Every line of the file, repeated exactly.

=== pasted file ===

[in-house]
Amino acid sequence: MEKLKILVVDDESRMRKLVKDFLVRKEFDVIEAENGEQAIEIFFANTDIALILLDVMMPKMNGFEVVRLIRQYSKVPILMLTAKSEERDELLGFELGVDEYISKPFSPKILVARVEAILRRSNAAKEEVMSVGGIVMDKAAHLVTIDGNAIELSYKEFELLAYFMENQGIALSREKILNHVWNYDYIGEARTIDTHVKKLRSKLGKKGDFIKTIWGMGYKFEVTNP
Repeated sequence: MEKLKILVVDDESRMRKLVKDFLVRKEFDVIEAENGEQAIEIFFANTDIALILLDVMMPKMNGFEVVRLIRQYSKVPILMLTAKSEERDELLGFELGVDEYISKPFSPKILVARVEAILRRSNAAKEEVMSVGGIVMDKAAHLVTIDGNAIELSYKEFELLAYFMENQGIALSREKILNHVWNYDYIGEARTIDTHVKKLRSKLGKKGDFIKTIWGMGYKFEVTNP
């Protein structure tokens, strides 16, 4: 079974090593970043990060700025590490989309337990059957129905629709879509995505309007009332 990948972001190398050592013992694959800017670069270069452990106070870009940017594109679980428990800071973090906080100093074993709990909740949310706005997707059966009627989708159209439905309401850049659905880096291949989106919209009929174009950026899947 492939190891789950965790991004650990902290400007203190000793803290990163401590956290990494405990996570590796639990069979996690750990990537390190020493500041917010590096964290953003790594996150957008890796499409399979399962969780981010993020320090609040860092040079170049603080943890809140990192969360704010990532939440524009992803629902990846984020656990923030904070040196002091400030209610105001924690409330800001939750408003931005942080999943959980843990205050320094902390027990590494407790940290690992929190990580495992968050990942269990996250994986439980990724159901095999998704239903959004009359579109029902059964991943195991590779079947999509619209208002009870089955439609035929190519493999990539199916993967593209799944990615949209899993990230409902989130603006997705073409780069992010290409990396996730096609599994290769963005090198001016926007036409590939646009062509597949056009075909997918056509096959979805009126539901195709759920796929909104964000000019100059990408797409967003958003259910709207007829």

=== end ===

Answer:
[in-house]
Amino acid sequence: MEKLKILVVDDESRMRKLVKDFLVRKEFDVIEAENGEQAIEIFFANTDIALILLDVMMPKMNGFEVVRLIRQYSKVPILMLTAKSEERDELLGFELGVDEYISKPFSPKILVARVEAILRRSNAAKEEVMSVGGIVMDKAAHLVTIDGNAIELSYKEFELLAYFMENQGIALSREKILNHVWNYDYIGEARTIDTHVKKLRSKLGKKGDFIKTIWGMGYKFEVTNP
Repeated sequence: MEKLKILVVDDESRMRKLVKDFLVRKEFDVIEAENGEQAIEIFFANTDIALILLDVMMPKMNGFEVVRLIRQYSKVPILMLTAKSEERDELLGFELGVDEYISKPFSPKILVARVEAILRRSNAAKEEVMSVGGIVMDKAAHLVTIDGNAIELSYKEFELLAYFMENQGIALSREKILNHVWNYDYIGEARTIDTHVKKLRSKLGKKGDFIKTIWGMGYKFEVTNP
């Protein structure tokens, strides 16, 4: 079974090593970043990060700025590490989309337990059957129905629709879509995505309007009332 990948972001190398050592013992694959800017670069270069452990106070870009940017594109679980428990800071973090906080100093074993709990909740949310706005997707059966009627989708159209439905309401850049659905880096291949989106919209009929174009950026899947 492939190891789950965790991004650990902290400007203190000793803290990163401590956290990494405990996570590796639990069979996690750990990537390190020493500041917010590096964290953003790594996150957008890796499409399979399962969780981010993020320090609040860092040079170049603080943890809140990192969360704010990532939440524009992803629902990846984020656990923030904070040196002091400030209610105001924690409330800001939750408003931005942080999943959980843990205050320094902390027990590494407790940290690992929190990580495992968050990942269990996250994986439980990724159901095999998704239903959004009359579109029902059964991943195991590779079947999509619209208002009870089955439609035929190519493999990539199916993967593209799944990615949209899993990230409902989130603006997705073409780069992010290409990396996730096609599994290769963005090198001016926007036409590939646009062509597949056009075909997918056509096959979805009126539901195709759920796929909104964000000019100059990408797409967003958003259910709207007829």